Mahalanobis points to this FT article about new research by the IMF on the effects of development aid. I reprint a longer section of the article because I learned a lot there.
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Days before the Live-8 concerts around the world, and next week's Group of Eight countries summit in Scotland, the IMF has released two extensive research papers that suggest aid flows to poor countries have not led to higher growth rates, the main driver of poverty reduction. ...
“The basic message is that it is good that people are talking about increasing aid flows but that we have to find ways to make them more effective. “It is not the case that all that matters is good governance,” said Raghuram Rajan, the fund’s chief economist and co-author of the reports. “We know far less about what makes aid work than the public or governments would like. By acting like we know all the answers raises false expectations.” ...
Mr Rajan, and Arvind Subramanian, head of macroeconomic studies, argued that the contribution of aid flows to a country's rising exchange rate - undermining export competitiveness- was one reason why they failed to have a positive impact on growth. This may occur even when the aid provided to the government is well used.
Aid might also have contributed to poor productivity by depressing exports, the IMF research shows. Productivity growth is the most important determinant of living standards.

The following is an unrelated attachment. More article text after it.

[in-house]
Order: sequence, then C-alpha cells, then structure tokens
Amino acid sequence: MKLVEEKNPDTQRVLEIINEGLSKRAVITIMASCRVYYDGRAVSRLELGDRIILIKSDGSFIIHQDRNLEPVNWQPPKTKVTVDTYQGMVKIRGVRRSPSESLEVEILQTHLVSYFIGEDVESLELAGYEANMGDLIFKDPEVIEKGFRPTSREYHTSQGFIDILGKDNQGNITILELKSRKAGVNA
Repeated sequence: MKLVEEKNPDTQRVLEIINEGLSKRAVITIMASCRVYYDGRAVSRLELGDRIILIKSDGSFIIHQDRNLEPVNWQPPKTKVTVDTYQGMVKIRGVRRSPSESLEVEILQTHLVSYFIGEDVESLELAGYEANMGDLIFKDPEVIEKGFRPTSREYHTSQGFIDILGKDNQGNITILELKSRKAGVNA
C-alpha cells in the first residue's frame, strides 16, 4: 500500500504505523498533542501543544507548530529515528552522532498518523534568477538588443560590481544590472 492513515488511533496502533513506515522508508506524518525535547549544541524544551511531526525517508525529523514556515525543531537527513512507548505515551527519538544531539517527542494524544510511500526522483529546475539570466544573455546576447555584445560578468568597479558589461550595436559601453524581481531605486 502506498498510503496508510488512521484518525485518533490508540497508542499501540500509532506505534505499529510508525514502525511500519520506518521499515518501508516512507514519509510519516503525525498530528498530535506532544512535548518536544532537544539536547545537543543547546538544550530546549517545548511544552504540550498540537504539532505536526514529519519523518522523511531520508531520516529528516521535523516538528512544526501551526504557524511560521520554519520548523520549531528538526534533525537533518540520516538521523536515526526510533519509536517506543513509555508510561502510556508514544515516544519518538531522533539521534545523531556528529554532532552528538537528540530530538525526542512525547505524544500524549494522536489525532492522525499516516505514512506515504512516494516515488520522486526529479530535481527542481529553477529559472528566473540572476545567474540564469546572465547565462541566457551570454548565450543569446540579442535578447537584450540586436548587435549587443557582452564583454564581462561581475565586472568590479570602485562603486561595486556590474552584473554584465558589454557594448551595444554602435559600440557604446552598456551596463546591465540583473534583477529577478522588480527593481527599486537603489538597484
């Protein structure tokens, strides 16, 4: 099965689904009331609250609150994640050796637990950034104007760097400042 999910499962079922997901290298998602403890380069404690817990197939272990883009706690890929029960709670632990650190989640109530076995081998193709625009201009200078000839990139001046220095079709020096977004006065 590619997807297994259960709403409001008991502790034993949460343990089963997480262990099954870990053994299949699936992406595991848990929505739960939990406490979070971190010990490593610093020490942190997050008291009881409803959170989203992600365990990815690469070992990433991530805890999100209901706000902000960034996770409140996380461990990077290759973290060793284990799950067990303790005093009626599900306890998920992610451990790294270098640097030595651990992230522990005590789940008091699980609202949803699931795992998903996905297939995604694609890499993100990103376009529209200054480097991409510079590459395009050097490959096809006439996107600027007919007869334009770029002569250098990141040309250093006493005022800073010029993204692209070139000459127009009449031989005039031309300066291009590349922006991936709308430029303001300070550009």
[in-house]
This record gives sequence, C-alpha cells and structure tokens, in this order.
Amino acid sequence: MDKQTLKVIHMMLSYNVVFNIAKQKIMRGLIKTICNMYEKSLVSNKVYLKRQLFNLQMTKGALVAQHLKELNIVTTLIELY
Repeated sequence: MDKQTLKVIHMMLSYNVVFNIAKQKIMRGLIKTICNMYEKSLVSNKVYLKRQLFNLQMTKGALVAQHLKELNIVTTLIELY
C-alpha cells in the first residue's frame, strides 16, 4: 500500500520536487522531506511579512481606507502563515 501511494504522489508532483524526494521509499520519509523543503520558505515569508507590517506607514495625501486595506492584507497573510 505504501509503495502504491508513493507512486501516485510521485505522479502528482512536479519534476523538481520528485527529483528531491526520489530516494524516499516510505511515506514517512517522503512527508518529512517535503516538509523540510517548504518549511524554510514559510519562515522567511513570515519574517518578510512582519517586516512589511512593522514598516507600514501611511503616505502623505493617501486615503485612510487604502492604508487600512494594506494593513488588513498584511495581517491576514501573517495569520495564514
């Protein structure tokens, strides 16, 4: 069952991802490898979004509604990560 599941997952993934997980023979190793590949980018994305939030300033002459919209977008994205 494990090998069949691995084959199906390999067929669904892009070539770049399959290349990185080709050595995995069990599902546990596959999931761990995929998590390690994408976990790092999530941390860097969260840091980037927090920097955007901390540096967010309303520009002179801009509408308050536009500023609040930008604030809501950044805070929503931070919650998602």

Economists call the impact of large windfall gains on an economy’s exchange rate and export competitiveness the “Dutch disease”, referring to the process whereby the discovery of Dutch natural gas reserves in the 1960s led to an appreciation of the country’s currency and a decline in its export sectors.
“The bad news is that even if delivered with the best intentions and used carefully by recipient governments, there are side effects like adverse effects on competitiveness, which can offset aid’s beneficial effect on growth,” the fund said. “The good news is that by paying careful attention to macroeconomic management and issues like absorptive capacity, perhaps aid may have a better chance of success. “
The IMF makes a distinction between aid that is given to promote growth and humanitarian aid, for example, after natural disasters, saying that the two should not be confused. “Humanitarian aid to save lives is right regardless of the macro effects. But when the aid is focusing on growth, you need to take into account the macro effects,” Mr Rajan said.
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